British Sea Power already have a rabid cult following, and if you’re part of that collection, stop reading now. There’s nothing I can write that will satisfy you. If you’re less familiar with the band, their new record, “Do You Like Rock Music,” is a pretty good place to start. It lacks the more experimental and untried elements in some of their earlier work, instead providing exclusively arena-style soaring rock.
This is their third album, and it finds the band tight and ready to take over the world. The urgency and passion is evident, for example, in “All In It,” a rousing, come-and-put-your-lighters-up song. Occasionally, the album begins to feel like bombast, though. “A Trip Out” and “Down on the Ground” are consecutive tracks that begin with exactly the same riff, but at different pitches, and I can’t say that they really go to different places with it, either. The latter is somewhat more soaring, but that’s not enough to distinguish between the two tracks.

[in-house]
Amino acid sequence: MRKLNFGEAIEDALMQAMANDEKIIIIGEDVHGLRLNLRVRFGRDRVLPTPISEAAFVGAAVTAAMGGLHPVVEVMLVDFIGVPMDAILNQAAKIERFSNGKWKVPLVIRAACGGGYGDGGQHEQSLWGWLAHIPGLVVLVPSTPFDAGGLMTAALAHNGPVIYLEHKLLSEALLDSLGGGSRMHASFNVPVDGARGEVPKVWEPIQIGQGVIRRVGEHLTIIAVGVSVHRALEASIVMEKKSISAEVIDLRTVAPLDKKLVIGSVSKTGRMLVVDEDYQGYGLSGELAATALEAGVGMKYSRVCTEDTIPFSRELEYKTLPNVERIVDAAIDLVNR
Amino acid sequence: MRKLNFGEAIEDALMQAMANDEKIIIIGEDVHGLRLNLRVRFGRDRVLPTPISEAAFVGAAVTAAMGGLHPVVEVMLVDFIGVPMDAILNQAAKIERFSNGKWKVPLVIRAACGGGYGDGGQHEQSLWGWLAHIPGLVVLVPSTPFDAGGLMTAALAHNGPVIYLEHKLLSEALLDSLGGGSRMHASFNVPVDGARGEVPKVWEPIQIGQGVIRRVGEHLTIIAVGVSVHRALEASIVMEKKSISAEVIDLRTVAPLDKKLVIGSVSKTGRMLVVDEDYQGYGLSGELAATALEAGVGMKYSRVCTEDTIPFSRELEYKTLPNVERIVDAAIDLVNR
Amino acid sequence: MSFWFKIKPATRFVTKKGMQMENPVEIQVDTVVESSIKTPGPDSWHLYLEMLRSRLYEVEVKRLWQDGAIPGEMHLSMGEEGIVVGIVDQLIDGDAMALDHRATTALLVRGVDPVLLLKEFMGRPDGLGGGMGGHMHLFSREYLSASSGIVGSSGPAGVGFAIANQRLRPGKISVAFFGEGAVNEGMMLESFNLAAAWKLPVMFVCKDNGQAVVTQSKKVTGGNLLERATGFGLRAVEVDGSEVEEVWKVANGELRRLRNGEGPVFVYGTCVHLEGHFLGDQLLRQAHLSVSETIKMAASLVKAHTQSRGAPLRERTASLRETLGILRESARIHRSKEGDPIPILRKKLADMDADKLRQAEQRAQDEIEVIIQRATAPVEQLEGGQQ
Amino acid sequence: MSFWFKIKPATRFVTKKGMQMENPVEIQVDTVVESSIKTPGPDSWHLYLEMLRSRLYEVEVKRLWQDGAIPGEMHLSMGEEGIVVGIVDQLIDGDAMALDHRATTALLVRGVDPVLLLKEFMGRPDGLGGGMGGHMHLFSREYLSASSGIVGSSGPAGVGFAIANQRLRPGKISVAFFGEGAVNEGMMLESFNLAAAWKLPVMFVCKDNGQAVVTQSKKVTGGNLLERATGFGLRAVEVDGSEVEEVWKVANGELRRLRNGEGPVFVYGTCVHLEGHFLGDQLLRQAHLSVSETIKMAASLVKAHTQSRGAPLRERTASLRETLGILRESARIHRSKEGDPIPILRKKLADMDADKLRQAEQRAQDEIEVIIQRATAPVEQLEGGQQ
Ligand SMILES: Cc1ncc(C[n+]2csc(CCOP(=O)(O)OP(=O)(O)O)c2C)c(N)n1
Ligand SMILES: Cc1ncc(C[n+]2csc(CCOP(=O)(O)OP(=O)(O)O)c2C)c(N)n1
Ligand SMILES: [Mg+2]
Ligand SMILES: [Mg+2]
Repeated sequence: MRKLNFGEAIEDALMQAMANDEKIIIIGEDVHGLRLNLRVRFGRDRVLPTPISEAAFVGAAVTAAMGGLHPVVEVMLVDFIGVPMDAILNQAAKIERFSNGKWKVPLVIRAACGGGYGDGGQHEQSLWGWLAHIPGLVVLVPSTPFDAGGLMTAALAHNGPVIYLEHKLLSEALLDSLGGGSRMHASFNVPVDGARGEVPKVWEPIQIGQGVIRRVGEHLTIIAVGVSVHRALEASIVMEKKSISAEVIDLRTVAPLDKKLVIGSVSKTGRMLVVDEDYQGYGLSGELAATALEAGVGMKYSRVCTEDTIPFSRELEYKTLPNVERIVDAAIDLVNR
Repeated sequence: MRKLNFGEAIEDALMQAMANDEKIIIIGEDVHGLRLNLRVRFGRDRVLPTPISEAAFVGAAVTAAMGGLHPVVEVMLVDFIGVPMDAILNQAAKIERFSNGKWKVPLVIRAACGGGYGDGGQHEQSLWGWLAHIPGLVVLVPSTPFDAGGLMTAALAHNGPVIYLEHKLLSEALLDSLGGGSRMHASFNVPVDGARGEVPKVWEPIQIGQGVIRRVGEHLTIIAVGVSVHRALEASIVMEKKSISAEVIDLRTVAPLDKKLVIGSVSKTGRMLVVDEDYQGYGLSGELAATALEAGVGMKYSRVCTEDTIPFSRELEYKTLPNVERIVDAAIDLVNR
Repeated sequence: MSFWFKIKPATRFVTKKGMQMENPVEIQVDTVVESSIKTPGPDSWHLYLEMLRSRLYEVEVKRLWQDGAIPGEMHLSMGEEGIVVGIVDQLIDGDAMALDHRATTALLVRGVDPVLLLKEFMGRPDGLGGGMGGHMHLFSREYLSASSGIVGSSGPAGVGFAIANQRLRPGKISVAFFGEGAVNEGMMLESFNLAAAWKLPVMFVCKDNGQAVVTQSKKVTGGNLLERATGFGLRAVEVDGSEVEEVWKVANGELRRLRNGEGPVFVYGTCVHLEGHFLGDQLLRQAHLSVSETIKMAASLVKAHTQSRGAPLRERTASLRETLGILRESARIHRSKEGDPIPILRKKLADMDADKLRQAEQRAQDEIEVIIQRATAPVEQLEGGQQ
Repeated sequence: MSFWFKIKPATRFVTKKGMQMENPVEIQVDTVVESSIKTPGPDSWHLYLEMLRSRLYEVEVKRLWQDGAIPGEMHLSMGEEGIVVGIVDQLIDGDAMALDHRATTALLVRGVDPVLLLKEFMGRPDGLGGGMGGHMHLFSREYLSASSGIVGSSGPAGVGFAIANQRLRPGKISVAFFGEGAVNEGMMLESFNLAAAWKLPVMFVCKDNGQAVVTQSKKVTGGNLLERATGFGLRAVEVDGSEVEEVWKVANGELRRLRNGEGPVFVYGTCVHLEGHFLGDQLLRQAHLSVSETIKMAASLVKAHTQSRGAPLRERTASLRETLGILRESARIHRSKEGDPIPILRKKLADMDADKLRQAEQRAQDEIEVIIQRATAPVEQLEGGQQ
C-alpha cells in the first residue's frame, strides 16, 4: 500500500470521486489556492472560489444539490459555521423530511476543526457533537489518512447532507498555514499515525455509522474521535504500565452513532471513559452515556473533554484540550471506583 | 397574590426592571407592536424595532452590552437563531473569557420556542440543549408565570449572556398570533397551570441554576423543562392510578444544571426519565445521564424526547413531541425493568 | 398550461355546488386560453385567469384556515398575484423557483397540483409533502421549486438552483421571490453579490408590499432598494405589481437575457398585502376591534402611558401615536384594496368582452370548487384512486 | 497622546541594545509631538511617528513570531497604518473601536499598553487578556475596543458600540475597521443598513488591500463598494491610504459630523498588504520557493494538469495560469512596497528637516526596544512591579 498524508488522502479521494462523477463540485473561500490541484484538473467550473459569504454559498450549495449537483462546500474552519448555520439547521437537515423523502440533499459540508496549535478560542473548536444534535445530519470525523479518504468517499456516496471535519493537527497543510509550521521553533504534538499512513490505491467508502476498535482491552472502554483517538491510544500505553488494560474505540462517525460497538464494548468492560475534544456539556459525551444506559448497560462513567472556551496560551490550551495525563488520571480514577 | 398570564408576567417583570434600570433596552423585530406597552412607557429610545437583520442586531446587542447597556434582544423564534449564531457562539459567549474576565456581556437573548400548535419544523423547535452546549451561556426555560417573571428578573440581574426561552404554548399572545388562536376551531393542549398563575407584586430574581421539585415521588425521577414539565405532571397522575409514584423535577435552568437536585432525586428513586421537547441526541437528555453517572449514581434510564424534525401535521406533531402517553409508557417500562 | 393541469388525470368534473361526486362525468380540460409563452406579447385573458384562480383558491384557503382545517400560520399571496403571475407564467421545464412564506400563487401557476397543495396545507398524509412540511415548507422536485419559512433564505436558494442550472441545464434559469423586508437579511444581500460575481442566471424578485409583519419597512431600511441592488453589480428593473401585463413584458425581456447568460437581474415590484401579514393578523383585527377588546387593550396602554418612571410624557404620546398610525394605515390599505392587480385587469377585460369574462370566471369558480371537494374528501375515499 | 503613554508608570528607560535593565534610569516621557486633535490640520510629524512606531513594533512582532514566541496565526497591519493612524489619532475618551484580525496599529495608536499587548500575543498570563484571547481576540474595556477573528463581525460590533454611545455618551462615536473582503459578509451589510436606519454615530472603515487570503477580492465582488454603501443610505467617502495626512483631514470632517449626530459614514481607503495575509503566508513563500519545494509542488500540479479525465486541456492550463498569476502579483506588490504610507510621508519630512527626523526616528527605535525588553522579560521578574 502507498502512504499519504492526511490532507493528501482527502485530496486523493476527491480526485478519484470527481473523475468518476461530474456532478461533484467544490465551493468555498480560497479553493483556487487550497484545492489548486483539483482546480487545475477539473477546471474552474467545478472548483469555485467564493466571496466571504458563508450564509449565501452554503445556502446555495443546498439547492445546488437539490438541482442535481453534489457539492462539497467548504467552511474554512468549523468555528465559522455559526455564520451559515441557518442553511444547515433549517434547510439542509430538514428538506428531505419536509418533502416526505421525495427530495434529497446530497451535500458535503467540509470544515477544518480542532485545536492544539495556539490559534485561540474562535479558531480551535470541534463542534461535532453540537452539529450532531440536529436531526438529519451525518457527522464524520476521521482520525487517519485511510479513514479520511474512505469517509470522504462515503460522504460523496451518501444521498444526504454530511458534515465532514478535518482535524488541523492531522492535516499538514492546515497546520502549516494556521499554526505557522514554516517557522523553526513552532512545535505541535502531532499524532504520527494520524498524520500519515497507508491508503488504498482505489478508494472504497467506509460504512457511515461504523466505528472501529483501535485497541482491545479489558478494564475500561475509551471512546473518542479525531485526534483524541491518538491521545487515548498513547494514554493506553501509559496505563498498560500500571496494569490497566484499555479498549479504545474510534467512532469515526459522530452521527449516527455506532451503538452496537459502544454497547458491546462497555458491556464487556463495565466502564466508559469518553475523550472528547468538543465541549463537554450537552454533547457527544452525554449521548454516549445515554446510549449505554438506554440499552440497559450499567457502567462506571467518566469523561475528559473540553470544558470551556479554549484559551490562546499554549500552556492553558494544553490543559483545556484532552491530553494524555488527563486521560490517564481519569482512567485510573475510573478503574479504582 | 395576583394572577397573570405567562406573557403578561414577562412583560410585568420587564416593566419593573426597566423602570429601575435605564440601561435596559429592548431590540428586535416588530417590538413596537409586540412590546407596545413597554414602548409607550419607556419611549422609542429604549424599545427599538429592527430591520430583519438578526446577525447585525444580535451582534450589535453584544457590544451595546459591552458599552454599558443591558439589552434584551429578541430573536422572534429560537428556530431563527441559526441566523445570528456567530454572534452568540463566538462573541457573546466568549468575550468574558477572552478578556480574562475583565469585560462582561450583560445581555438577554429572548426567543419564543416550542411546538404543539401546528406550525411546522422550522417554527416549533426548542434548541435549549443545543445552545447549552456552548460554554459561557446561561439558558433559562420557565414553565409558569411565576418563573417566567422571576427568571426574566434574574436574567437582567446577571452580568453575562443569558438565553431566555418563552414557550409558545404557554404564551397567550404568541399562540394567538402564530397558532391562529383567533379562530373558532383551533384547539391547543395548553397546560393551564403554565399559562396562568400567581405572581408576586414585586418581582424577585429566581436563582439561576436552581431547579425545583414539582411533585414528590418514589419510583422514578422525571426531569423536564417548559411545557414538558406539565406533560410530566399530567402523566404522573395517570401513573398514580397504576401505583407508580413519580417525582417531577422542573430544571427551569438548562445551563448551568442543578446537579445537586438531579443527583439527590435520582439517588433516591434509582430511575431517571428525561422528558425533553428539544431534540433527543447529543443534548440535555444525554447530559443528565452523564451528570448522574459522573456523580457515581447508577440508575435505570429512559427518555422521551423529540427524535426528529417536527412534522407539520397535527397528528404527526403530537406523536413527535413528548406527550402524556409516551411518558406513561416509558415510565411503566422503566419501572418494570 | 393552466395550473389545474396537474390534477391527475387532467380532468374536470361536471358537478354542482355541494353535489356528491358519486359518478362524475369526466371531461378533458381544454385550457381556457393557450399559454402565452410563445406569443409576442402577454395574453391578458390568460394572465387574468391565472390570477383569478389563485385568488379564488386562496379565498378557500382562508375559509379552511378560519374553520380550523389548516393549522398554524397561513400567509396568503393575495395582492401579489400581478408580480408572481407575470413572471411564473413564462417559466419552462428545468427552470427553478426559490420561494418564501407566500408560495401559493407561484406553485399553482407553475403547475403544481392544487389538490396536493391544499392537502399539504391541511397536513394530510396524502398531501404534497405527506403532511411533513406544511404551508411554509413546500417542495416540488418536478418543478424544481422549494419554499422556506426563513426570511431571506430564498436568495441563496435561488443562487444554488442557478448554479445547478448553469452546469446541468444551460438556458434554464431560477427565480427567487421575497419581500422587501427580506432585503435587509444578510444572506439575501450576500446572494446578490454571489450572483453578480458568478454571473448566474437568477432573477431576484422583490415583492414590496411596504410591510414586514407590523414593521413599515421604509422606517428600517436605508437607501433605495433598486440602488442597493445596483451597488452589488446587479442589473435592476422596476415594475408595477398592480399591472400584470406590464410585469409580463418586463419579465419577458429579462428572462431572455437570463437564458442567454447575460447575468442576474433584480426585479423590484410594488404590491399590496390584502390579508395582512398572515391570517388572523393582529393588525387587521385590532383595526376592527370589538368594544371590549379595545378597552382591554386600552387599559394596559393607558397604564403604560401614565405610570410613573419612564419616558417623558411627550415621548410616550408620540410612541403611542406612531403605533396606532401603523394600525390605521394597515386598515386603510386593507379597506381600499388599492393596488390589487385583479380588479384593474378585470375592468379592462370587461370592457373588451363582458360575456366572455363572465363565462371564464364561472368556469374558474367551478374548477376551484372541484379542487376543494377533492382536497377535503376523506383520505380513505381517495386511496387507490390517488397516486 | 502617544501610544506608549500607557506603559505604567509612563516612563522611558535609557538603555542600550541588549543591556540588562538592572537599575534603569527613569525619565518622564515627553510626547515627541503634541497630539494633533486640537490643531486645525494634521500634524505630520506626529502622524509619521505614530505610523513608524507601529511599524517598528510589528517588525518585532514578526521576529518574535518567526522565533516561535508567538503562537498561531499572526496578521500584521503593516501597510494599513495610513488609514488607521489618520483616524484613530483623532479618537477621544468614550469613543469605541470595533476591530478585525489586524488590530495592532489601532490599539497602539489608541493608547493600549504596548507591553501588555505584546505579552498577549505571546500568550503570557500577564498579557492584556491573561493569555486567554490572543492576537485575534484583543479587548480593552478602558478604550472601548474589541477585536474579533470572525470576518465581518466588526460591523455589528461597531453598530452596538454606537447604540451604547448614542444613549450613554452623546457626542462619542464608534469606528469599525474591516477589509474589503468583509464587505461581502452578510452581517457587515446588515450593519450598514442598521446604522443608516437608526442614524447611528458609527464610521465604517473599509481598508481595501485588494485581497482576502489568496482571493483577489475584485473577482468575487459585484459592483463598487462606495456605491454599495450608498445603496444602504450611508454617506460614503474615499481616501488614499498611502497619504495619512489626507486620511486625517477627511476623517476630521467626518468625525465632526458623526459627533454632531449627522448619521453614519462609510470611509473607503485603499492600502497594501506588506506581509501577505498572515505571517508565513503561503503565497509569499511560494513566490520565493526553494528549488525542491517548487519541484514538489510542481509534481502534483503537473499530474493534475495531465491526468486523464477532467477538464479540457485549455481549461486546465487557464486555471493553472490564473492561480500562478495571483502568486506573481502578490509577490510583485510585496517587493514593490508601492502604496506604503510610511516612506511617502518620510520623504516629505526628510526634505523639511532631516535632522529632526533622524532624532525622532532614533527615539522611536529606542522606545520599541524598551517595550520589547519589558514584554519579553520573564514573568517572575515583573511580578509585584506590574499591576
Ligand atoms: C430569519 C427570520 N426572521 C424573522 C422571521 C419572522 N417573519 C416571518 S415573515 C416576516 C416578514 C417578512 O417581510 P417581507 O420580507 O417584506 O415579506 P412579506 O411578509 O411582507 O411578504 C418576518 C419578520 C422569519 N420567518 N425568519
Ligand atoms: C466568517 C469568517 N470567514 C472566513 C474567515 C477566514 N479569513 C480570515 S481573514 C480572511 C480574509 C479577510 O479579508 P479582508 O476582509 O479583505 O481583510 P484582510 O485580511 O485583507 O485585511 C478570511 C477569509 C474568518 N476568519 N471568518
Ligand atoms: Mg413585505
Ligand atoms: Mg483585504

Fortunately, there’s enough songs like “Canvey Island,” a sort of U2/Oasis hybrid—a shoegazer stadium anthem that builds over the lines, “I Can’t Believe It’s Happening” into an exploding chorus. The disc is heavy on Bono-style drama throughout, on the somewhat
patriotic protests of “Waving Flags,” the references to the Hitler Youth in “No Lucifer,” and so on. Not that it’s a bad thing to be so influenced by a highly successful mainstream band.
On this record, British Sea Power sound important and ambitious. The only question is whether there’s room for rock like this in the days of lagging sales. There’s actually not a lot I hear these days that have this early 90s arena sound. Last night I saw a documentary on John Lennon’s World Peace concert, and I was reminded of how astonishingly powerful and influential one musician can be. Is there anyone like that today? One might make the argument that U2 is capable of moving minds and hearts, but Bono is . . . Old. There’s no one new, no one young, and no one fresh, with the same power. Clearly, British Sea Power seek to fill that void. More power to them.
The Great Skua